Do you know what all these brands have in common?
Hoover, Jacuzzi, Frisbee, Escalator, Thermos, Yo-Yo
They were once highly effective trade marks but have since been categorised as a generic term for certain goods because many people now refer to them collectively by the trade marks rather than by a specific brand. One everyday example is Hoover – we’ve become so accustomed to calling all vacuum cleaners Hoovers that the term has become generic for these goods. Same goes for an Escalator, do you know anyone who calls it a moving vertical stairway? Neither do we!
A lot of companies and marketing consultants often think that a catchy name will be top of the list when bringing out new products, but trade marks lose their effectiveness if consumers think the trade mark is the name of the product itself. Aspirin, for example, was originally a trade mark of Bayer who were later forced to give up their rights in the US, UK and France as it became so engrained as a household name that it lost its distinctiveness.
When this happens, it’s known as Genericide. Genericide is the term used when a company asks for the cancellation of a trademark because it has become generic and ceased functioning as an indication of trade origin. This brings a whole wealth of difficulties for the original company. Any competitor can use the name to promote their products which makes it even harder for the original trade mark owner to advertise as there could be hundreds or even thousands of companies offering the same ‘branded’ product. Even if there are just a handful of competitors, the trade mark owner’s reputation could suffer if competing products are of an inferior standard or even dangerous!
Xerox are in danger of Genericide, although mainly in the US rather than here in the UK. In 2003 they brought out an advert which read “When you use ‘Xerox’ the way you use ‘Aspirin’, we get a headache”. Calling a photocopier or copy machine a Xerox is a common mistake and could cost them their brand name if used too often in this way.
These are all great examples of trade mark owners needing to keep on top of unauthorised use of their brand name. Policing the market effectively will ensure valuable trade marks do not become descriptive.
If you’re thinking of developing a new trade mark name take care to ensure that it will do the job intended by paying attention to this list which details the five categories of differing strengths of words.
Fanciful: These are the strongest types of mark as they tend to be invented words which have no literal meaning having been made up for the particular product. Examples of this are Exxon, Kodak and Google.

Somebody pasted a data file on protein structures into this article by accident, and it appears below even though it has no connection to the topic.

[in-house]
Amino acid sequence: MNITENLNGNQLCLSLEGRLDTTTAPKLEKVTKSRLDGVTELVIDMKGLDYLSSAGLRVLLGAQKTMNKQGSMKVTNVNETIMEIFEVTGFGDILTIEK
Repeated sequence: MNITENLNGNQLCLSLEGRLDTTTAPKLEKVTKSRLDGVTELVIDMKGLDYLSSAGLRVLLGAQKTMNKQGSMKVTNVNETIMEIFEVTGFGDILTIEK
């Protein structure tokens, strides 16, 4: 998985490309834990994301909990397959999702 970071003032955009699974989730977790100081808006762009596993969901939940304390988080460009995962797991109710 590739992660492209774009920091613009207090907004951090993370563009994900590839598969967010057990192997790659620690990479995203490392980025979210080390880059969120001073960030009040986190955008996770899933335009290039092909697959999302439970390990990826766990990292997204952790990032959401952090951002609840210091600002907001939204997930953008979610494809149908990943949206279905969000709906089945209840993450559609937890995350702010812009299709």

Arbitrary: These marks are real words that don’t correlate to the product itself. A prime example is Apple whose interest rests with technology not selling the fruit itself.
Suggestive: These marks are akin to fanciful marks except they convey an impression which suggests the nature, quality or characteristic of a product. Often these are coined using combinations of common dictionary words outside their usual context. An example here is Microsoft – software for microcomputers.
Descriptive (including common surnames): More often than not, such marks are not registered as a trade mark because they could describe the nature or some characteristic of the services or goods offered under the mark. e.g using words such as ‘Light’ for portable computers. Some descriptive trade marks are valuable and achieve registration by acquiring “secondary meaning” over a period of time. Secondary meaning is achieved when consumers recognise the trade mark as the brand of a particular trade source rather than a mere product description. Generally, this occurs over a period of years and evidence, including widespread use and large amounts of advertising and publicity will be required to secure a registration. Microsoft’s well known Windows software system is a good example of a descriptive word which achieved secondary meaning through use.
Generic: This type of word serves no trade mark function. They cannot ever be considered as a trade mark. The reason being that no single company or individual can claim ownership of a word which is commonly used to directly describe the goods or services in question. Smartphone or E-mail fall into this category.
Choosing a new trade mark or brand name can be complicated but need not be painfully difficult. With the right advice, you can create the branding you need and avoid the pitfalls of Genericism. If reading through the through the five categories has inspired your branding ideas, why not get in touch with us for some free advice by booking a SH&P IP Consultation and Review. We’ll provide you with the guidance and assistance you need to take your business forward to the next level.